Health and Food
GlaxoSmithKline – A Few Reasons Not To Buy In Now
Current shareholders should continue to hold GlaxoSmithKline (GSK) until at least the next earnings release; interested investors may consider other pharmas as more viable ROI opportunities for the near term. GlaxoSmithKline’s success in the near term seemingly will rely predominately on partnerships, improving the public perception of the brand and expanding the applications for products in its current pipeline. GlaxoSmithKline is going to great lengths to improve its transparency both to the public and practitioners alike; the change in protocol could be the beginning of an industry trend. GlaxoSmithKline has also had positive clinical trials comparing the efficacy of its Votrient treatment to Pfizer’s (PFE) Sutent.
Pfizer, Sanofi (SNY), Novartis (NVS), and AstraZeneca (AZN) are the major pharmas that are most comparable to GlaxoSmithKline. AstraZeneca is over 7 times earnings, GlaxoSmithKline’s price is around 10.2 times earnings; all of the other three major pharmas have higher price-to-earnings ratios. GlaxoSmithKline’s EPS is around $3.34; only Novartis and AstraZeneca have higher EPS rates for 2012. GlaxoSmithKline’s 223.8% EPS growth in 2012, and its 8.78% projected growth in 2013 are the highest among these pharmas. GlaxoSmithKline’s 3.3% sales growth through the past five years is the lowest among these firms. GlaxoSmithKline’s current ratio is around 1.1 while its 2.4 debt-to-equity ratio is the highest among these firms.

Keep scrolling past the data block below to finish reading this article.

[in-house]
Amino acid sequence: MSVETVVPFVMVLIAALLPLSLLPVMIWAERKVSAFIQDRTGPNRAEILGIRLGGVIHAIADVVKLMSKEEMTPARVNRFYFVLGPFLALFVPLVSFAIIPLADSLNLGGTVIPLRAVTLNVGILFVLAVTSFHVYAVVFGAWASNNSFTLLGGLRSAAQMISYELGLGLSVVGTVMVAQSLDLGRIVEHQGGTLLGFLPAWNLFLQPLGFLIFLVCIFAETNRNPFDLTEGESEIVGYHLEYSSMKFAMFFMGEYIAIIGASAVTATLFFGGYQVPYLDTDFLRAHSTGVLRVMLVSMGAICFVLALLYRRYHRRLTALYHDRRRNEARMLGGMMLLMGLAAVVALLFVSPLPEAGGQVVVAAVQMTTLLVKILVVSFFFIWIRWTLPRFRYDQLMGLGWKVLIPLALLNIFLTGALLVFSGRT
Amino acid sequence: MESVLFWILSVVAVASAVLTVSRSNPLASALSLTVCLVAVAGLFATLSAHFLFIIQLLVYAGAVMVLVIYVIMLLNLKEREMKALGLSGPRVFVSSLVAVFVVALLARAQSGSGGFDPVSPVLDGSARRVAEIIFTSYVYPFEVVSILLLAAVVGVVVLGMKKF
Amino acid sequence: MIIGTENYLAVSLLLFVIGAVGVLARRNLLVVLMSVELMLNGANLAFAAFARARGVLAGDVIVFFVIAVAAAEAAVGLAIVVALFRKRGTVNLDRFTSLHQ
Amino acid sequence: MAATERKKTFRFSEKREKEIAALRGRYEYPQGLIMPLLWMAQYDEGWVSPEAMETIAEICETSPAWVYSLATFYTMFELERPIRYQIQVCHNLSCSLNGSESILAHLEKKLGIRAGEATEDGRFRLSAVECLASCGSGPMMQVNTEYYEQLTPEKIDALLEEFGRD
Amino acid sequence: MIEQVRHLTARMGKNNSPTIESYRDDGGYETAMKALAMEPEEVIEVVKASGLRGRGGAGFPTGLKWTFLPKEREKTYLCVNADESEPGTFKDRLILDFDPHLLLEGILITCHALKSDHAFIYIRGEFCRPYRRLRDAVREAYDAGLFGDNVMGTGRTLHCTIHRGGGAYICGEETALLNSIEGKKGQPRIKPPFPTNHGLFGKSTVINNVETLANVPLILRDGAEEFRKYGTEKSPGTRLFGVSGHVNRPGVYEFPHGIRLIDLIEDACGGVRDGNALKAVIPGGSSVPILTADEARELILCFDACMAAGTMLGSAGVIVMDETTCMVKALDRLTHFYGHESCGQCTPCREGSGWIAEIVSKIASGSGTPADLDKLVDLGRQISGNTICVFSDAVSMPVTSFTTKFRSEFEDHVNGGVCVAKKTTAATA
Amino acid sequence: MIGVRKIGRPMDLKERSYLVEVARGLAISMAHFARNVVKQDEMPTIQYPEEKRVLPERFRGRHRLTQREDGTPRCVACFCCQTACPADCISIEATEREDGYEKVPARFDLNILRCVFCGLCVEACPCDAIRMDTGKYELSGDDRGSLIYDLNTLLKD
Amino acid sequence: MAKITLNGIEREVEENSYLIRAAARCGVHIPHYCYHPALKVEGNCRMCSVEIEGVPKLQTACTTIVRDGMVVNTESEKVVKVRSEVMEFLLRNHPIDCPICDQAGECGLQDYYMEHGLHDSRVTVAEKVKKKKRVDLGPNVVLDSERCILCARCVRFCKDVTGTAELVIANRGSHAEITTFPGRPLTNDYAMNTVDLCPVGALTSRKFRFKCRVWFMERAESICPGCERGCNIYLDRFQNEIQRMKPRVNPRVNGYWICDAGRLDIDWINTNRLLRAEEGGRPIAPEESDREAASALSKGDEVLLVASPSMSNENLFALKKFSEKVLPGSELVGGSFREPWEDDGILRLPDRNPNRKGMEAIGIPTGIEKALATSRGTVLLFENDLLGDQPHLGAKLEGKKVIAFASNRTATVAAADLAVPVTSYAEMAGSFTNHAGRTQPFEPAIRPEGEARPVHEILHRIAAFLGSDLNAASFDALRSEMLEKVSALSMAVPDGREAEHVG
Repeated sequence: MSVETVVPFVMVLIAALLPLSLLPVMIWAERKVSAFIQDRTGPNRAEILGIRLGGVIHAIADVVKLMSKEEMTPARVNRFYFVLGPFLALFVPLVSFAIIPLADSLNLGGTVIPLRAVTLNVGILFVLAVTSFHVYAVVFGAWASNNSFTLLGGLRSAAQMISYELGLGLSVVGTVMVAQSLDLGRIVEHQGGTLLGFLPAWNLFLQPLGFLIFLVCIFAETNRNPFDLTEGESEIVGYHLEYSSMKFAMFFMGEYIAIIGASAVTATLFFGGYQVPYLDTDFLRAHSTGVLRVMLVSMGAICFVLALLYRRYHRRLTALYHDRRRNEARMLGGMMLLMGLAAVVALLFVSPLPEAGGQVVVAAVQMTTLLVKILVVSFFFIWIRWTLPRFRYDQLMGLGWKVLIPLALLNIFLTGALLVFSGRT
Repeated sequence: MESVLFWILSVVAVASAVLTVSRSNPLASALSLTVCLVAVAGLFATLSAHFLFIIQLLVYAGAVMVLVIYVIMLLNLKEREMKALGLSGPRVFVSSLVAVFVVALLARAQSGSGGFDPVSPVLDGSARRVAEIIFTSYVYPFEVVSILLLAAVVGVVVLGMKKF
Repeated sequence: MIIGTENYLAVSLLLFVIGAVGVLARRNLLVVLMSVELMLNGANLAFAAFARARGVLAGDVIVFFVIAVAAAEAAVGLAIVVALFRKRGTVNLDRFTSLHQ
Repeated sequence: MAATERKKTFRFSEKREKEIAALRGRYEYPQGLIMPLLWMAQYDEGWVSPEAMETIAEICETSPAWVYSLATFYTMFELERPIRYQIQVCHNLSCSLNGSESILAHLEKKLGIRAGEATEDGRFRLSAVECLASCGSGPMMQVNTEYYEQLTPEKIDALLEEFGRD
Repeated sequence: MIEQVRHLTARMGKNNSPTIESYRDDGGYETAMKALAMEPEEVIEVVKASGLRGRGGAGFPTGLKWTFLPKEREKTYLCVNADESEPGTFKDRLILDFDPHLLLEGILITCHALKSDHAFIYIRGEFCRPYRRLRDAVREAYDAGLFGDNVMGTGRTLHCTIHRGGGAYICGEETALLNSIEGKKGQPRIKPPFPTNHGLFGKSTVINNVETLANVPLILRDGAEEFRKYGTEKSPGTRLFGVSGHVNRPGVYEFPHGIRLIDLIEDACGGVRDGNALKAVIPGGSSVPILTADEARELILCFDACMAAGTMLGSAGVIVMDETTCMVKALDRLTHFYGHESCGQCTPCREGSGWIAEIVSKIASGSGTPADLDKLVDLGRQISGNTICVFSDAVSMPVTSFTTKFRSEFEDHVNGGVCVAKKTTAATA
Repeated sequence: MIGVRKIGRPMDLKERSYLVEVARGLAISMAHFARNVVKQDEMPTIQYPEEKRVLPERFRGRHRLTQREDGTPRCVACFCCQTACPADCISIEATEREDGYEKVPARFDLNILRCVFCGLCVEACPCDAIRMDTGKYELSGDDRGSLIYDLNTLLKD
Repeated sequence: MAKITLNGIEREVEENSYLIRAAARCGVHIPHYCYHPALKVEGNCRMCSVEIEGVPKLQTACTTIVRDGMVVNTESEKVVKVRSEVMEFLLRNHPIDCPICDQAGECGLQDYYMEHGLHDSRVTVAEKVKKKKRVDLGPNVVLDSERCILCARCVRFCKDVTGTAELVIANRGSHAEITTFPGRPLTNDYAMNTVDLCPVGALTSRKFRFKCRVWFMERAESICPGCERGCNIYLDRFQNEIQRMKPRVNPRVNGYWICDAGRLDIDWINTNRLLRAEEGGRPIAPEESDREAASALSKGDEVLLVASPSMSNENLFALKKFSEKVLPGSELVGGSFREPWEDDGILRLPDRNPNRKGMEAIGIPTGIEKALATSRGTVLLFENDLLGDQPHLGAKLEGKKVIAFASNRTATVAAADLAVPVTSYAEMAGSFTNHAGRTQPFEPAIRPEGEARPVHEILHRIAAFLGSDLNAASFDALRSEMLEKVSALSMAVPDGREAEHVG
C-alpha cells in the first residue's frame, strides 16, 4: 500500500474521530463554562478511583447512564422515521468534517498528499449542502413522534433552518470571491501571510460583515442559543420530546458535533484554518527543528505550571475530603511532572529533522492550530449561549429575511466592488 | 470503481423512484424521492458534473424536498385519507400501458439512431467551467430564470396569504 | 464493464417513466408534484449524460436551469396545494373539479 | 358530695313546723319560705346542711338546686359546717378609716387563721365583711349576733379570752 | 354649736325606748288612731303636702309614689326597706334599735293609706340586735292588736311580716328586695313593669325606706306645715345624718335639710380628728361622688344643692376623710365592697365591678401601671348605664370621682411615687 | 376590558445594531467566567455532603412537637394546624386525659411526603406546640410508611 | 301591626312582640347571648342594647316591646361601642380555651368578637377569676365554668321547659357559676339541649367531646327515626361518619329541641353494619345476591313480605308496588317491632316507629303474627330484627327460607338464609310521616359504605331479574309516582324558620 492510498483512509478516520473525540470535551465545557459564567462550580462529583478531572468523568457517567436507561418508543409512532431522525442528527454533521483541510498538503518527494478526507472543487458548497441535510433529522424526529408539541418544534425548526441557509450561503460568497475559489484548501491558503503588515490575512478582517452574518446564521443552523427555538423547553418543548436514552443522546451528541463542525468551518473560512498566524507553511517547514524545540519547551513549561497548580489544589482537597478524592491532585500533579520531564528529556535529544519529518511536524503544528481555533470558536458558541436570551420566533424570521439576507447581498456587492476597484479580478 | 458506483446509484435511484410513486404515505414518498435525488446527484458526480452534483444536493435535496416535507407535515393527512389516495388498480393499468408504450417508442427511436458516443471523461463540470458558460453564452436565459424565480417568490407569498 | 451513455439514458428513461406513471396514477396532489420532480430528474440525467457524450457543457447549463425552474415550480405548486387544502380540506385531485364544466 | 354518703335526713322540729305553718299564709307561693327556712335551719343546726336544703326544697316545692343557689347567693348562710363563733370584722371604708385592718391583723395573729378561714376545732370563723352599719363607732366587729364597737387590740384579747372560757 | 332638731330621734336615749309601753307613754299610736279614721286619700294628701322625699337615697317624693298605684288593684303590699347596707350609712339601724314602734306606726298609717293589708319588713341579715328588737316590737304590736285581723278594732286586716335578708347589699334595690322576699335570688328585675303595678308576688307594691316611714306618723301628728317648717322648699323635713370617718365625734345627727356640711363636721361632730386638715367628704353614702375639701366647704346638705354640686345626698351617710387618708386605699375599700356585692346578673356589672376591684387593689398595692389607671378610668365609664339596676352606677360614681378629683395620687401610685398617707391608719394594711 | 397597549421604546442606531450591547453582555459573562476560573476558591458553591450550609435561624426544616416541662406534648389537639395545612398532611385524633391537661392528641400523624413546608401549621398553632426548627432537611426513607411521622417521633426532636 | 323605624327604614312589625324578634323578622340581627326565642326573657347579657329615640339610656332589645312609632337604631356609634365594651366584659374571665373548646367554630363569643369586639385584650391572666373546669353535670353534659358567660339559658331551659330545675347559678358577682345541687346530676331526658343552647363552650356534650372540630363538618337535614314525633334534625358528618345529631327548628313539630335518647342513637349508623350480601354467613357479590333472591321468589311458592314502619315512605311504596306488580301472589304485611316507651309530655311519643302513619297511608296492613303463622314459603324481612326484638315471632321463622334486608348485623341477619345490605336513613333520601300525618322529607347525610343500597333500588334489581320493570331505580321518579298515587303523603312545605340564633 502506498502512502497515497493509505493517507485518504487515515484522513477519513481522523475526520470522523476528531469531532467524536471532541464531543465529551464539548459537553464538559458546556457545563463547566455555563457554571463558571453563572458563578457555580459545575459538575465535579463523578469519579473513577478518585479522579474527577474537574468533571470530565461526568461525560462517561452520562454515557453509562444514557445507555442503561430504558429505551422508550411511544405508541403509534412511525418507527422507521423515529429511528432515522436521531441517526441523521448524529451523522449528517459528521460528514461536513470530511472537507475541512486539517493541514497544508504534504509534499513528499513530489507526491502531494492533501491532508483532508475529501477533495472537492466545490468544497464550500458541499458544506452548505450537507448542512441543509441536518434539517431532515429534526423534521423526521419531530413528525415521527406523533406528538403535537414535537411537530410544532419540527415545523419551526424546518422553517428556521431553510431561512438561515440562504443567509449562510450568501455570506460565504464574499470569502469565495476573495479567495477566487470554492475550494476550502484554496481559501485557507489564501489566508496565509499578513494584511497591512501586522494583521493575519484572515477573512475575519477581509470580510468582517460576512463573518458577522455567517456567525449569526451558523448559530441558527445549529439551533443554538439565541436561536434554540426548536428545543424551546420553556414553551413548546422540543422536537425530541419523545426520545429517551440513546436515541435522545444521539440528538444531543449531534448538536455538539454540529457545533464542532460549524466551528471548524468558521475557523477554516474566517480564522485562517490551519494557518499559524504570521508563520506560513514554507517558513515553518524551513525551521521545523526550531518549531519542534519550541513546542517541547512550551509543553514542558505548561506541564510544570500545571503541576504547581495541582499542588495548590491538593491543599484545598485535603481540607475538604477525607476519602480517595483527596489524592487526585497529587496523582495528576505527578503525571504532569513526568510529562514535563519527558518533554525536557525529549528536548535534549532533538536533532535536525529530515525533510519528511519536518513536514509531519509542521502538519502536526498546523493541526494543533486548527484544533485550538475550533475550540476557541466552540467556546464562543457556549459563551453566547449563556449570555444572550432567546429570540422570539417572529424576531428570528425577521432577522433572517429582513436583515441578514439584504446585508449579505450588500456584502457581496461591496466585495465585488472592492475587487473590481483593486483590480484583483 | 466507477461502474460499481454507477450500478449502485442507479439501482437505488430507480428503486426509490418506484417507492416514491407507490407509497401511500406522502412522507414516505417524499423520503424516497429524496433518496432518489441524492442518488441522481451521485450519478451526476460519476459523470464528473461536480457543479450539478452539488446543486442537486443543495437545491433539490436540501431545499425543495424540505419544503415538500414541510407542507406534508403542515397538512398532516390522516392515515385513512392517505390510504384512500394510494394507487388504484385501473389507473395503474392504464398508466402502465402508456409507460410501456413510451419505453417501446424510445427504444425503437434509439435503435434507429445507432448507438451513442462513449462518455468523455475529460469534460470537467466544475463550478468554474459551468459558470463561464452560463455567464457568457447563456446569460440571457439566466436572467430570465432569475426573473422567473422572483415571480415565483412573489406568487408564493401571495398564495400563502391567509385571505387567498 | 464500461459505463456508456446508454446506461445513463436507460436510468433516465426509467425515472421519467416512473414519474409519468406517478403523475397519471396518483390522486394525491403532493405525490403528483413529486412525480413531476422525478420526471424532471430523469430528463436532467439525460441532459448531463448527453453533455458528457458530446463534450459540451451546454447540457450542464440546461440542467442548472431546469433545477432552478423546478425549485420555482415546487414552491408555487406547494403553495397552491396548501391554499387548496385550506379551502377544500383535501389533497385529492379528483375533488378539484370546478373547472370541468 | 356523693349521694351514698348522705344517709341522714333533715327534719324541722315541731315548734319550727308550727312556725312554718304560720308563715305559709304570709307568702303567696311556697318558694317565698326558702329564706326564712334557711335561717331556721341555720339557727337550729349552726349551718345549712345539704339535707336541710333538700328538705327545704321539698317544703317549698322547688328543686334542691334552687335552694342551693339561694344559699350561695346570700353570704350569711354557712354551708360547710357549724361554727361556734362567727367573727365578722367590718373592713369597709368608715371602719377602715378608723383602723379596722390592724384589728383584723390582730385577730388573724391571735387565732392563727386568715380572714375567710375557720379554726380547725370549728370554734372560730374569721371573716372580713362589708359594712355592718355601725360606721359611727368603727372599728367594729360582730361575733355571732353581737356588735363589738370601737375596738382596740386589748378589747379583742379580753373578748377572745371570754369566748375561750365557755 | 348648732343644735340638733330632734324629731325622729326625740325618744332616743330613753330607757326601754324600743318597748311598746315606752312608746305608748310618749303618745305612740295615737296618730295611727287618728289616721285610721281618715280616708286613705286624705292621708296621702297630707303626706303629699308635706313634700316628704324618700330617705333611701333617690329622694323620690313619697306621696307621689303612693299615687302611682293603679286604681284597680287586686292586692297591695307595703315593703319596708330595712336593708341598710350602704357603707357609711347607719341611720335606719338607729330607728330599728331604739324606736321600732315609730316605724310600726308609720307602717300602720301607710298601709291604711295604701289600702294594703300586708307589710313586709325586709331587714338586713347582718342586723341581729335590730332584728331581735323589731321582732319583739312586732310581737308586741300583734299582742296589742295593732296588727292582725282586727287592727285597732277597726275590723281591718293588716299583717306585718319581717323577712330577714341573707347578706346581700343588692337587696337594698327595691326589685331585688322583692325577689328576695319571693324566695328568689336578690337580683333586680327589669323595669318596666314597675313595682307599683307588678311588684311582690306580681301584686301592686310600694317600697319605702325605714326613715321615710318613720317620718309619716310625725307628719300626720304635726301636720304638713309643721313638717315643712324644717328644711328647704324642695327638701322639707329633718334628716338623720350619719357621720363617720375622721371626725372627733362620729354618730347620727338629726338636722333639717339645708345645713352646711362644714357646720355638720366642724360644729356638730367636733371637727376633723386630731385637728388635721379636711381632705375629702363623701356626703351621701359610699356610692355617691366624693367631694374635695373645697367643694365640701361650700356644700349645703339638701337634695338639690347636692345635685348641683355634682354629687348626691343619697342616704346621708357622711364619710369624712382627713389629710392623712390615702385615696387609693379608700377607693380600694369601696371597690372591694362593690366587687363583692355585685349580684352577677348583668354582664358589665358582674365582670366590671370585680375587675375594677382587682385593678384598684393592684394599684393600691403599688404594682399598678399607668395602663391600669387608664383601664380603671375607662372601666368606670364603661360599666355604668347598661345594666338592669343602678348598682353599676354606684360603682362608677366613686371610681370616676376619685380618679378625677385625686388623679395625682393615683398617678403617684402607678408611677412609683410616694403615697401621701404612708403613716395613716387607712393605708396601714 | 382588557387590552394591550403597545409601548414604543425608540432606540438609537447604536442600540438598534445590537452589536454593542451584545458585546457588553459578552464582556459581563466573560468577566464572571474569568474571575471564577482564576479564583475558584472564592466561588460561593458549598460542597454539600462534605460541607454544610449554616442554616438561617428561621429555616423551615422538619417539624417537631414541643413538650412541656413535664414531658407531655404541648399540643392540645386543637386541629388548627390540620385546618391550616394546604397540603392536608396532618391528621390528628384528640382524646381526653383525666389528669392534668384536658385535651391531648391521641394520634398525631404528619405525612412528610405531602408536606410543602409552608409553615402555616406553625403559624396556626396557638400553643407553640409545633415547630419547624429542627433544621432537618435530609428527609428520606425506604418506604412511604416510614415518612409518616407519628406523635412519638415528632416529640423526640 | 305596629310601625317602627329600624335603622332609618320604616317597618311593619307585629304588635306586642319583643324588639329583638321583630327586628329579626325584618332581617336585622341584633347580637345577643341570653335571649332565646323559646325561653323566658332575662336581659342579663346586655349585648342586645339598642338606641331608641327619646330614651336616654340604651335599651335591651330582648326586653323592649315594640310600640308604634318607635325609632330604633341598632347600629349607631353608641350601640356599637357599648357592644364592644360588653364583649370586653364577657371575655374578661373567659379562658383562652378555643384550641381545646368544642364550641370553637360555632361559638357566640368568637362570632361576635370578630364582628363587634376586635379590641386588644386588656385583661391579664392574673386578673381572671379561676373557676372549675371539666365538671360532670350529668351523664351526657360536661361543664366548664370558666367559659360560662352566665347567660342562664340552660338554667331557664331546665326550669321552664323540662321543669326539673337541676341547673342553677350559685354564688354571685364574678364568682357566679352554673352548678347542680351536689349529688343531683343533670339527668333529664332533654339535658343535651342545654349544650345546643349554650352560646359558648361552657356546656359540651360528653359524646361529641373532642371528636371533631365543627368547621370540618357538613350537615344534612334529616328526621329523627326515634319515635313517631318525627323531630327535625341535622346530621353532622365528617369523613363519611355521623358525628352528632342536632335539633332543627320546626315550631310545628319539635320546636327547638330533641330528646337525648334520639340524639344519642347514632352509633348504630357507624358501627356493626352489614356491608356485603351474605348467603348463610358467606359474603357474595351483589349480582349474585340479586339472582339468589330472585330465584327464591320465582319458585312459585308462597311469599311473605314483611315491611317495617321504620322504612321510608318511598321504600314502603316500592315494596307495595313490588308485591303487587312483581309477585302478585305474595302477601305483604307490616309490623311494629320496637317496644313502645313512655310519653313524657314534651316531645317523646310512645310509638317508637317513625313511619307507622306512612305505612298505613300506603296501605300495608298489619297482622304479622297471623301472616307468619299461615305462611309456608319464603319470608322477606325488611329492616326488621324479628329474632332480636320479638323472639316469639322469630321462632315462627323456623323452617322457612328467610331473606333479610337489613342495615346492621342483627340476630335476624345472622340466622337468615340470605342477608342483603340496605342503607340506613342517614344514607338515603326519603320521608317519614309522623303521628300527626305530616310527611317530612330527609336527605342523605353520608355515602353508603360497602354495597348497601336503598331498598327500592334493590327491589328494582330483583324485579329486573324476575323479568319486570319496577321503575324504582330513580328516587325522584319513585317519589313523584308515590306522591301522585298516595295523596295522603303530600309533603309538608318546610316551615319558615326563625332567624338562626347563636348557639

GlaxoSmithKline’s 66.2% ROE, 28.5% operating margin and 20% profit margin are some of the highest margins among these firms. GlaxoSmithKline’s 0.13% float short and 1.6 short ratio are the lowest among these firms, exceeding only Sanofi’s 0.12% float short and 1.2 short ratio. To continue reading, click here.